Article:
Posts Filed Under on the road

Give Us This Day Our Daily Red (Talking Piemonte Barbera DOC At MyNameIsBarbera.com)

Vinted on June 20, 2017 binned in Italian Wine, learning wine, on the road

Piemonte Barbera 2016

For my latest entry over at MyNameIsBarbera.com, we return to some video action for the Barbera: In the Glass  section. In this short episode, I get schooled by Vinchio and Vaglio‘s Tessa Donadieu on why the wine that forms the base of the Monferrato Barbera quality pyramid – the Piemonte Barbera DOC – ought to be my go-to daily red wine.

As I lay out in the introduction to the vid, Tessa has a (very) good case; not just for me, but probably for you, too, if you dig zesty Italian reds.

You can check out the vid in the embed below, and see more in the Your Daily Wine (Piemonte Barbera) article over at the MYiB site.

Cheers!

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The Week That Terrantez Took Over My Brain (Tasting Old Terrantez Madeira)

Vinted on June 14, 2017 binned in elegant wines, kick-ass wines, on the road, wine review
Committee Boston

Committee Boston

Rouge Tomate tasting

Getting our Madeira on at Rouge Tomate Chelsea

“As uvas de Terrantez Não as coma nem as dês, Para vinho Deus as fez.” *

Earlier this month, I had what amounted to a kind of dream speaking gig for me: leading Madeira masterclasses in both Boston (at Committee) and NYC (at Rouge Tomate Chelsea).

Pinch meeeeeee!!!!

I was a hired gun for these events, so I had no hand in choosing the wines on offer during the classes or walk-around tastings; not that I’m complaining, since there was an embarrassment of riches in the lineups, ranging from the intriguing to the excellent to the pretty-much-life-changing.

Given that this was a paying gig, I didn’t want to formally review any of the wines on hand at the events, but I struggled with not sharing something from the wares we tasted on those days, if only because these are precisely the kind of wines that blow my dress up over my head. And so, I thought that I’d share something on the rarer side of these rare vinous treasures…

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Kiss Kiss, Bang Bang (2017 Critics Challenge International Wine Competition Highlights)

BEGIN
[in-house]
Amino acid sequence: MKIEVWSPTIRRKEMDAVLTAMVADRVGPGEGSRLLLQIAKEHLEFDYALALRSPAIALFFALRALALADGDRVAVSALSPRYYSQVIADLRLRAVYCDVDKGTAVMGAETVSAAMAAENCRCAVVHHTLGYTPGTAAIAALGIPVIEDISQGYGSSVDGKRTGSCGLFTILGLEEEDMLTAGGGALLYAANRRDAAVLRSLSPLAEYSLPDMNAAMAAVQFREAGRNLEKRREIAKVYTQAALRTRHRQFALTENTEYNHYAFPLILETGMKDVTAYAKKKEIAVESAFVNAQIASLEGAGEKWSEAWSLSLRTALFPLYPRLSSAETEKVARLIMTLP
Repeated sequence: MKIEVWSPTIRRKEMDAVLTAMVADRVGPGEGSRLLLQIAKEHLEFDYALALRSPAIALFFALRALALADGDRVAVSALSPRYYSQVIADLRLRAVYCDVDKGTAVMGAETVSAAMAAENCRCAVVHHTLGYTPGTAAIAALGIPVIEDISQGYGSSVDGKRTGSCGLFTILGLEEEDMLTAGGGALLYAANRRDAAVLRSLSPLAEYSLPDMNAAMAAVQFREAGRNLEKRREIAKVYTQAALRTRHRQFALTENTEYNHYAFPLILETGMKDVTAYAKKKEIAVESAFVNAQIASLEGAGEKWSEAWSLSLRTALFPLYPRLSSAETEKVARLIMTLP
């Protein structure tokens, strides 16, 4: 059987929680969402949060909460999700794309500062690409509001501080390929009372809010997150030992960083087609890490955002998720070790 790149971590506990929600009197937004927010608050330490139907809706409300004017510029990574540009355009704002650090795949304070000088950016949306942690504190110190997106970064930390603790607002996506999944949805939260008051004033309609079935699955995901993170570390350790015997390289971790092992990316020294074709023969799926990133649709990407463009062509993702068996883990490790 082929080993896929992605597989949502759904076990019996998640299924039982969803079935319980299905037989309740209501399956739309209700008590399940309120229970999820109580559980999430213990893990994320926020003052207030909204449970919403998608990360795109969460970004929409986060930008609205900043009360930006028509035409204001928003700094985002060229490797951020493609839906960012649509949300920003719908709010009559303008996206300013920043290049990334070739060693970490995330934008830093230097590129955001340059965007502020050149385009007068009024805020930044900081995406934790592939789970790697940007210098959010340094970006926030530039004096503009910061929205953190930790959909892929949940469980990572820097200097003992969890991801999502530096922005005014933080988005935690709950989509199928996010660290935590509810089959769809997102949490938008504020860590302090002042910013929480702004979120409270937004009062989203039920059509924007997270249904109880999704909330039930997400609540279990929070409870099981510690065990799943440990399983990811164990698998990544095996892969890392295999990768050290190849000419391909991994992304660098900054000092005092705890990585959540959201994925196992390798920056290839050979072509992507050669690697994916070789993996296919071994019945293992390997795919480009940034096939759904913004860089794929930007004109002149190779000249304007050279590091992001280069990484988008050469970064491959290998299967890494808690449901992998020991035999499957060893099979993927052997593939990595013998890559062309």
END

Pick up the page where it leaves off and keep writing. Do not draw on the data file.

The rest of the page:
San Diego kiss

Kiss kiss! We heart San Diego…

CIWC 2017I was once again fortunate enough to be invited to judge at the annual Critics Challenge International Wine competition, which took place late last month in Stay-Classy San Diego.

CC is always one of the highlights of my professional year; the organizers, volunteers, and fellow judges are all top-notch, and the fact that they’re also great people with whom to hang is just tasty icing on the cake. And then there’s the whole going-somewhere-gorgeous-to-taste-wines aspect, and, well, I suppose In can’t be helped for waxing too poetic at about it.

As in past years, I thought that I would highlight a few of the wines that I considered particularly memorable from the medal-winners. In this case, there were two that received a Platinum award from my judging panel that went on to take Best-in-category awards, and another that didn’t come from my table, but I just wanted to make sure was on your radar because it’s friggin’ tasty…

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Less Is More (Marangona Lugana Recent Releases)

Vinted on June 2, 2017 binned in elegant wines, on the road, overachiever wines, sexy wines, wine review
Marangona's Alessandro Cutolo

Marangona’s Alessandro Cutolo

Alessandro Cutolo kind of looks like a viking.

Aside from close proximity to a body of water (in this case, the Italian Lake Garda), however, the heavy-handed Old Norse warrior comparison fizzles out completely. Because at the crossing of the Veneto and Lombardia regions, Cutolo, as owner and winemaker of Lugana’s Marangona, crafts elegant, svelte whites without even a hint of the roughshod among them; thanks in part to what could only be described as a minimalist approach.

Marangona vines“I want to do as little as possible,” Cutolo told me during a recent media-trip visit, “to [express] my idea of the wine.”

This don’t-touch-it-in-fact-don’t-eben-look-at-it-you’ve-already-seen-enough approach starts in his calcareous-clay soil vineyard, where the grass is high (“it helps with disease”) and the treatments are few. “If it’s possible to have less [impact],” he remarked, “than why not?”

Cutolo owns 27 hectares of ten to fifty year-old vines in Lugana, most of them planted to the deceptively age-worthy Turbiana variety. The estate’s buildings date from the late 1600s, and his family farmed grapes, corn, and cattle here since the 1950s. He now produces about one hundred thousand bottles of (downright delectable) Lugana wine per year…

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